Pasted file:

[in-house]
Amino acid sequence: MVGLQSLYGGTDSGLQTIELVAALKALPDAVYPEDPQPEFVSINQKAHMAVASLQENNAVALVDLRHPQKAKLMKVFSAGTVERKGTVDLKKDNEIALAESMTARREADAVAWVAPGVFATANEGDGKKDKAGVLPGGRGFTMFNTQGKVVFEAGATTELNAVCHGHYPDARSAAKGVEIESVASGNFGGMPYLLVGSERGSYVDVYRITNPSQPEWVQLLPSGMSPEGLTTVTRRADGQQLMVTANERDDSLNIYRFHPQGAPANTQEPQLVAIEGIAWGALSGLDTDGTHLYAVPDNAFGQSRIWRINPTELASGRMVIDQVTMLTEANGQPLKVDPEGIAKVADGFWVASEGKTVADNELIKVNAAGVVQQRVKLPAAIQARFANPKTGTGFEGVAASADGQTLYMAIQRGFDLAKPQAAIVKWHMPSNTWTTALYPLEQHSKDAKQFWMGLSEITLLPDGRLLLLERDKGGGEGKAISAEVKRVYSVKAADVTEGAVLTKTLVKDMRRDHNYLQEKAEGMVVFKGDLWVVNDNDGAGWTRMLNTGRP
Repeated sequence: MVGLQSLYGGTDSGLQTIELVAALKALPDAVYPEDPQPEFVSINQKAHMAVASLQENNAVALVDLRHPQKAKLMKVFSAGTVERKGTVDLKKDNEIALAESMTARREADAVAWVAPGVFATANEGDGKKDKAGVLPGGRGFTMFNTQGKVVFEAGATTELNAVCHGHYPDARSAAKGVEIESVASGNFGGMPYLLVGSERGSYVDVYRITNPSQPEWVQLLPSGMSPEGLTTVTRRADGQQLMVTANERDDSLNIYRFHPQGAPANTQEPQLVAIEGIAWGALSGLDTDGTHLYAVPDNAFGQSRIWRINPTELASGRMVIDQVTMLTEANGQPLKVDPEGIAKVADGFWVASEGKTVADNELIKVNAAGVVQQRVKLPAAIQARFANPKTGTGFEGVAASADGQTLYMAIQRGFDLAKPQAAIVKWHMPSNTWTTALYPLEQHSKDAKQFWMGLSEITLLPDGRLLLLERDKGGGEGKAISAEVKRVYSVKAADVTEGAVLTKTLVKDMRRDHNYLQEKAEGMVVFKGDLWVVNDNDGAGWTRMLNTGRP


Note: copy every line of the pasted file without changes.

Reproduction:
[in-house]
Amino acid sequence: MVGLQSLYGGTDSGLQTIELVAALKALPDAVYPEDPQPEFVSINQKAHMAVASLQENNAVALVDLRHPQKAKLMKVFSAGTVERKGTVDLKKDNEIALAESMTARREADAVAWVAPGVFATANEGDGKKDKAGVLPGGRGFTMFNTQGKVVFEAGATTELNAVCHGHYPDARSAAKGVEIESVASGNFGGMPYLLVGSERGSYVDVYRITNPSQPEWVQLLPSGMSPEGLTTVTRRADGQQLMVTANERDDSLNIYRFHPQGAPANTQEPQLVAIEGIAWGALSGLDTDGTHLYAVPDNAFGQSRIWRINPTELASGRMVIDQVTMLTEANGQPLKVDPEGIAKVADGFWVASEGKTVADNELIKVNAAGVVQQRVKLPAAIQARFANPKTGTGFEGVAASADGQTLYMAIQRGFDLAKPQAAIVKWHMPSNTWTTALYPLEQHSKDAKQFWMGLSEITLLPDGRLLLLERDKGGGEGKAISAEVKRVYSVKAADVTEGAVLTKTLVKDMRRDHNYLQEKAEGMVVFKGDLWVVNDNDGAGWTRMLNTGRP
Repeated sequence: MVGLQSLYGGTDSGLQTIELVAALKALPDAVYPEDPQPEFVSINQKAHMAVASLQENNAVALVDLRHPQKAKLMKVFSAGTVERKGTVDLKKDNEIALAESMTARREADAVAWVAPGVFATANEGDGKKDKAGVLPGGRGFTMFNTQGKVVFEAGATTELNAVCHGHYPDARSAAKGVEIESVASGNFGGMPYLLVGSERGSYVDVYRITNPSQPEWVQLLPSGMSPEGLTTVTRRADGQQLMVTANERDDSLNIYRFHPQGAPANTQEPQLVAIEGIAWGALSGLDTDGTHLYAVPDNAFGQSRIWRINPTELASGRMVIDQVTMLTEANGQPLKVDPEGIAKVADGFWVASEGKTVADNELIKVNAAGVVQQRVKLPAAIQARFANPKTGTGFEGVAASADGQTLYMAIQRGFDLAKPQAAIVKWHMPSNTWTTALYPLEQHSKDAKQFWMGLSEITLLPDGRLLLLERDKGGGEGKAISAEVKRVYSVKAADVTEGAVLTKTLVKDMRRDHNYLQEKAEGMVVFKGDLWVVNDNDGAGWTRMLNTGRP